Policy & Regulation

The New EU-US Data Privacy Framework is Finally Here, Or Is It?

By Caitlin Potratz MetcalfIeuan JollyRichard CumbleyTanguy Van OverstraetenGeorgina KonDr. Daniel PaulySonia Cissé

It’s been a long wait since March 2022 when the European Commission and the United States first announced an agreement in principle on the new EU-US Data Privacy Framework to facilitate transatlantic data flows (read more here).

With the December 2022 deadline to sign the new standard contractual clauses fast approaching companies have been putting those new clauses in place and conducting complex and time-consuming transfer impact assessments (“TIAs”) in an effort to justify transfers to third countries like the US.

This all follows the Court of Justice of the European Union’s (“CJEU”) decision in Schrems II over two years ago that the old privacy framework, the EU-US Privacy Shield, did not provide a valid justification for transfers of personal data to the US. Since then, the legal landscape has been plagued with uncertainty, higher privacy compliance costs, and difficult decisions about which service providers to use.

In an historic step, giving EU and US businesses a glimmer of hope for a more straightforward and robust alternative for transfers to the US, President Biden signed the Executive Order On Enhancing Safeguards For United States Signals Intelligence Activities on October 7, 2022 (the “Order”). The Order outlines the implementation steps the US government will undertake in furtherance of the EU-US Data Privacy Framework (DPF) – the first step in the pact between the EU and the US to rebuild trust and ease cross-border commerce.

The Executive Order in a nutshell

The Executive Order is a prerequisite for the new DPF. The CJEU’s decision in Schrems II made it clear that the problem with the old Privacy Shield was not the Privacy Shield Principles per se, but rather the ability of the US law enforcement and intelligence agencies to access personal data outside the scope of those Principles. Addressing those concerns requires changes to US law. 

The US has chosen to make those changes through an executive order. This carries the force of law with respect to the executive branch, which includes law enforcement and intelligence agencies.

Greater safeguards for all individuals

To respond to the concerns raised by the CJEU, particularly the level of privacy protections in the US and the lack of redress available to non-US nationals in the event that their right to privacy is violated, the Order provides for a host of additional safeguards. It also responds to criticisms regarding bulk collection under Executive Order 12333 on US intelligence activities and replaces aspects of Presidential Policy Directive 28 (PPD-28) on signals intelligence activities to give them the force of law. While the Order should be read alongside FISA Section 702, which regulates foreign physical and electronic surveillance, and other US national security regulations, it is limited to signals intelligence collection activities.

In particular, the Order:

  • Adds more privacy and civil liberties safeguards for US signals intelligence activities. The Order requires that signal intelligence activities be necessary and proportionate and only for the purpose of 12 specific legitimate national security and/or intelligence objectives.
  • These legitimate objectives include assessing the capabilities of a foreign government, military, political organization, or its agent to protect the national security of the US or its allies, assessing transnational threats to global security, combatting terrorism and hostage crises, and protecting against espionage and cybersecurity threats. Alongside these core national security purposes are those addressing more modern concerns such as transnational threats arising from climate and other ecological change.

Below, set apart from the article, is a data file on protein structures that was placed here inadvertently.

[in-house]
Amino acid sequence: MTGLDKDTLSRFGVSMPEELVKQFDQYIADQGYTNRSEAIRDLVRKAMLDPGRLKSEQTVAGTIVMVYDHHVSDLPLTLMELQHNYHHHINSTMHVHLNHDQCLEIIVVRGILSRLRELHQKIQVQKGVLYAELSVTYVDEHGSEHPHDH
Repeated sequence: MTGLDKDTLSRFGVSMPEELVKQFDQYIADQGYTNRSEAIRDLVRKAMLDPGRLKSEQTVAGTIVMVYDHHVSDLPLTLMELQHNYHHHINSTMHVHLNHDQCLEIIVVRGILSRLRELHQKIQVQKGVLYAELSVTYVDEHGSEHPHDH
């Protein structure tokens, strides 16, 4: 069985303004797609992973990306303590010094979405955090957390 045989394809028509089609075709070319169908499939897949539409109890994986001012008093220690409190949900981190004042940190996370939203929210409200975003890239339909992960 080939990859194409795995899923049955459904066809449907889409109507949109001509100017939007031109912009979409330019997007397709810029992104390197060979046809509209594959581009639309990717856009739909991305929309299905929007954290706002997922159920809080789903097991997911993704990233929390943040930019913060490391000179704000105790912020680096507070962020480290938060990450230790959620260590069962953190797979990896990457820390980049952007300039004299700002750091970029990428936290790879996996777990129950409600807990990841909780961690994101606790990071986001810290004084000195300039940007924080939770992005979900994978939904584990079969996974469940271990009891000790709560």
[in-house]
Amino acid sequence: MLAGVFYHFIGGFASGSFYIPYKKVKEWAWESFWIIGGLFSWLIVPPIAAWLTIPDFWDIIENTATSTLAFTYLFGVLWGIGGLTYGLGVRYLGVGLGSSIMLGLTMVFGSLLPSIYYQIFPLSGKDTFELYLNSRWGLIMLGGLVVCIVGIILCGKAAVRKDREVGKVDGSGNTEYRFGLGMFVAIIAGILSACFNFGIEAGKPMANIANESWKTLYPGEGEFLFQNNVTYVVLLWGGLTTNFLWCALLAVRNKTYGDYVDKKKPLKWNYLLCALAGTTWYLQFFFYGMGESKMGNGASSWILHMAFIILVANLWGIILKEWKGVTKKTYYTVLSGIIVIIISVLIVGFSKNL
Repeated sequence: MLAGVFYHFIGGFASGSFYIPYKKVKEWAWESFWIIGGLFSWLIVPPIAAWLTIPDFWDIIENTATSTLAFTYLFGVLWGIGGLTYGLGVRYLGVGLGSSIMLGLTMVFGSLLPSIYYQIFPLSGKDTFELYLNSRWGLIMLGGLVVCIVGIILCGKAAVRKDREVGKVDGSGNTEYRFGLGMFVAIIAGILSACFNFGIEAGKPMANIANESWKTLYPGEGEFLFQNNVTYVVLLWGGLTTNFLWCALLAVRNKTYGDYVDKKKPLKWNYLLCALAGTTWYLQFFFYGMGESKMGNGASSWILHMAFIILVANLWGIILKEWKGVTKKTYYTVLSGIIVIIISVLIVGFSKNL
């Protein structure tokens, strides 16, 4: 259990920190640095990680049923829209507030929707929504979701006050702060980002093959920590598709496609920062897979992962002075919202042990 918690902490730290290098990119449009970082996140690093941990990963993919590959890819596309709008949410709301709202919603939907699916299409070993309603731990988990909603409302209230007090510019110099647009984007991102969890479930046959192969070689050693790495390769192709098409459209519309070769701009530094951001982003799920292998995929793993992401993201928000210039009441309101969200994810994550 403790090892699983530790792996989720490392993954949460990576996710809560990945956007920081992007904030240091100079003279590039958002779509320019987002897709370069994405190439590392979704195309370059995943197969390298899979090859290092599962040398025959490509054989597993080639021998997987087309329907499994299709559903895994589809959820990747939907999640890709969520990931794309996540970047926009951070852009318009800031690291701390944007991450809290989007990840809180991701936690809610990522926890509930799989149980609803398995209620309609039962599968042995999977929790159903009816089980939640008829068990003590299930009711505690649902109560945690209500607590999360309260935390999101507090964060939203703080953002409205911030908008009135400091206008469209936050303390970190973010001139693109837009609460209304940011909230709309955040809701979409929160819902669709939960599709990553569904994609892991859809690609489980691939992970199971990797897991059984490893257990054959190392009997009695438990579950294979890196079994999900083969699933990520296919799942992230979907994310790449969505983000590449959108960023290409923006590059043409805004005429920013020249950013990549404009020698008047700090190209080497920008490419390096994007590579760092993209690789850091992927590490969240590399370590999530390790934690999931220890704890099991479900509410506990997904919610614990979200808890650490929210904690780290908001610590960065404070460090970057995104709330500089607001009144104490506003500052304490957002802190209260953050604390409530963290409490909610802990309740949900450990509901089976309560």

• Notably, the order makes it clear that some purposes are not legitimate and so are prohibited. These include suppressing free expression, criticism, privacy interests, or one’s right to legal counsel, or disadvantaging a person based on their ethnicity, race, gender/gender identity, sexual orientation or religion. Importantly, collecting private commercial information or trade secrets is also not a legitimate objective and is prohibited.
  • Allows bulk collection of signals intelligence but limits its scope. The Order allows bulk collection but only for a narrower subset of legitimate national security and/or intelligence objectives (e.g., this does not include transnational ecological issues). The Order also requires that targeted collection be prioritized whenever possible.
  • Considers the privacy and civil liberties of all persons. The scope of the Order is not limited to just US nationals for purposes of safeguards and redress.
  • Establishes additional oversight and independent review mechanisms to provide EU individuals with limited redress. This will allow EU individuals to make claims that their personal data was collected through US signals intelligence activities in violation of US law, including violations of the US Constitution, certain sections of FISA and any applicable procedures approved by the Foreign Intelligence Surveillance Court (FISC), Executive Order 12333 and related agency procedures and the Order. 

This redress mechanism includes establishing:

  • a Civil Liberties Protection Officer (“CLPO”) in the Office of the Director of National Intelligence to review claims and conduct initial investigations; and
  • a Data Protection Review Court (“DPRC”) to review initial decisions by the CLPO. The DPRC will be staffed by judges appointed by the Attorney General in consultation with the Department of Commerce and the Privacy and Civil Liberties Oversight Board (“PCLOB”). There are various measure to ensure the DPRC’s independence including the fact that the members of the Court will not be subject to supervision by the US Attorney General and will be protected from dismissal.

In particular, the Order creates an entitlement for individuals to submit qualifying complaints to the CLPO and seek review by the DPRC pursuant to this redress mechanism. The outcome of the redress mechanism will, however, be limited. The individuals will simply be given a standardized notice that the review has been completed and either: (a) did not identify a violation; or (b) the DPRC found a violation and issued a determination requiring it to be remediated. Given this involves sensitive national security matters, the individuals will not be given wider details nor even informed if their personal data was actually collected as part of the relevant signal’s activity.